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Since Nick Chubb entered the league in 2018, his talent has been undeniable. Last year, he took a huge leap forward and rushed for 1,494 yards. While it’s always risky to base your bets purely on statistics from the prior season, here’s why you can expect Chubb to surpass his 2019 performance and easily cover this line from DraftKings.
Check out all of our 2020 NFL Player Prop Bets here.
He’s got a clear role in the offense — even with Kareem Hunt
While Kareem Hunt’s presence may put a damper on Chubb’s workload, don’t overreact. In the eight games where the two split the backfield last year, Chubb still averaged 18 carries per game. That’s a slight decrease from the 19.3 carries he was getting before Hunt returned, but that disparity is almost certainly due to the string of tough rushing defenses and negative game scripts that Cleveland saw down the stretch.
His talent is undeniable
This one is self-explanatory: on 490 career touches, Chubb has averaged over five yards per carry. Even if he sees fewer than his 298 carries from 2019 (which he shouldn’t), he can still comfortably cover this number.
If anything, there will be more touches to go around in Cleveland
Call me an optimist, but I’m willing to assume that Cleveland’s struggles in 2019 were an outlier. Poor coaching and bad luck hamstrung the Browns last year, but I trust Kevin Stefanski as a head coach and an offensive play-caller. What does his presence mean for Nick Chubb? If you played the 2019 season again 10 times and swapped out Freddie Kitchens with even a semi-competent coach, the Browns’ talent alone would have propelled them to do better than their 2019 record of 6-10 in nine out of ten simulations. Under Stefanski, they are unlikely to underperform as much as they did last year. This means that Chubb will see more positive game scripts and more opportunities to carry the ball late in games.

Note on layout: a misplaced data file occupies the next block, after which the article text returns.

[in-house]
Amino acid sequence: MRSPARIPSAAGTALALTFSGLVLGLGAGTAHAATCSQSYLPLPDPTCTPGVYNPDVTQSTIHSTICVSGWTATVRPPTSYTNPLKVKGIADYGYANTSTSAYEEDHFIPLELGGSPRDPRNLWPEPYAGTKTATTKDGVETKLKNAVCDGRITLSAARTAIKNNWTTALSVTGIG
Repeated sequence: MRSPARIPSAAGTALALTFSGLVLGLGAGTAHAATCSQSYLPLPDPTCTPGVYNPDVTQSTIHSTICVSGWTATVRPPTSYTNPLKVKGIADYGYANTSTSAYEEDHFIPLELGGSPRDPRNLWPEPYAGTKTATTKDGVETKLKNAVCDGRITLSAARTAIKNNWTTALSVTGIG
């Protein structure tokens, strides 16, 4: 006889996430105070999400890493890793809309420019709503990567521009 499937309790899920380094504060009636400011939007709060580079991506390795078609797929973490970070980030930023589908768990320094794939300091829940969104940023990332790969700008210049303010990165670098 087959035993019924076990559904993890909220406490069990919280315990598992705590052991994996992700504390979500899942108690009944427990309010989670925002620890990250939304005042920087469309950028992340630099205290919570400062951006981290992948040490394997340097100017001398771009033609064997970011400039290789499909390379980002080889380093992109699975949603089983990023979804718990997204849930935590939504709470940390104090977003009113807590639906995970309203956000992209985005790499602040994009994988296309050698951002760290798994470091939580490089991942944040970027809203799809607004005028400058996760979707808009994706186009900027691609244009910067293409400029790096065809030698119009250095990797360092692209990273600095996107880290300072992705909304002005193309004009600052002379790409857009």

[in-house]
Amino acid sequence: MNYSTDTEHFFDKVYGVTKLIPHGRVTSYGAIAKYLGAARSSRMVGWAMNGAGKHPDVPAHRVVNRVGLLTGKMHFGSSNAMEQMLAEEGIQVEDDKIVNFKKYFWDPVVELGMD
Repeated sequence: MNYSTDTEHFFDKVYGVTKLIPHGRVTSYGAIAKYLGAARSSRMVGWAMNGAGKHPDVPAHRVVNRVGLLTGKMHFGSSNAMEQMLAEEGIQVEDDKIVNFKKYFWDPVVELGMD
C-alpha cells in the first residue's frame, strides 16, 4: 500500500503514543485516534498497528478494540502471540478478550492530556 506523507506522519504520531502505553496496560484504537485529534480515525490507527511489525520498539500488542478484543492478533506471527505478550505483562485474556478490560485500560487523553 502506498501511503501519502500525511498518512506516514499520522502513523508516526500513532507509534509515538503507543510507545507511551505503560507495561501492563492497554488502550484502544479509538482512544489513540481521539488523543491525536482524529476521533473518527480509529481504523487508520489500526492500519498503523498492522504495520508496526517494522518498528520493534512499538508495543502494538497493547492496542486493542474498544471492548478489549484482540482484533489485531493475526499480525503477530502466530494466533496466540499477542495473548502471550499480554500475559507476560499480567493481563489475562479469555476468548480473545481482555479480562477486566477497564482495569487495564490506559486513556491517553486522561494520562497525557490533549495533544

Stefanski loves to run the ball
Last season, in his only full season as offensive coordinator, Kevin Stefanski made the Vikings run the ball the fifth-most of any team in the NFL (almost five more times per game than Cleveland). This suggests that he’ll import a run-first offense to Cleveland. Whatever the slice of Chubb’s workload that Hunt takes, it’s going to be offset by the extra carries to go around. Moreover, under Stefanski, the Vikings looked built their passing game off the back of play action. If the Browns want opposing teams to believe that they are running, they may leave Chubb on the field more frequently.
The Browns’ offensive line is much-improved
Last year, PFF had the Cleveland Browns ranked 23rd in their end-of-season offensive line rankings. This was very much based on the poor performance of Cleveland’s tackles. They aggressively addressed this issue over the offseason, however. They added Jack Conklin in free agency and Jedrick Wills, Jr. in the first round of the draft. As I mentioned previously, Chubb already averaged over five yards per carry. If his line improves, he could be even more efficient in 2020.
Last year, Chubb far surpassed this total, and this year, he finds himself in an even better situation to put up lofty totals. My litmus test when betting on season-long props is whether or not the player could miss a game and still have a chance to cover their line. In Chubb’s case, he could miss two games and I would still be confident in his ability to cover 1,300 yards.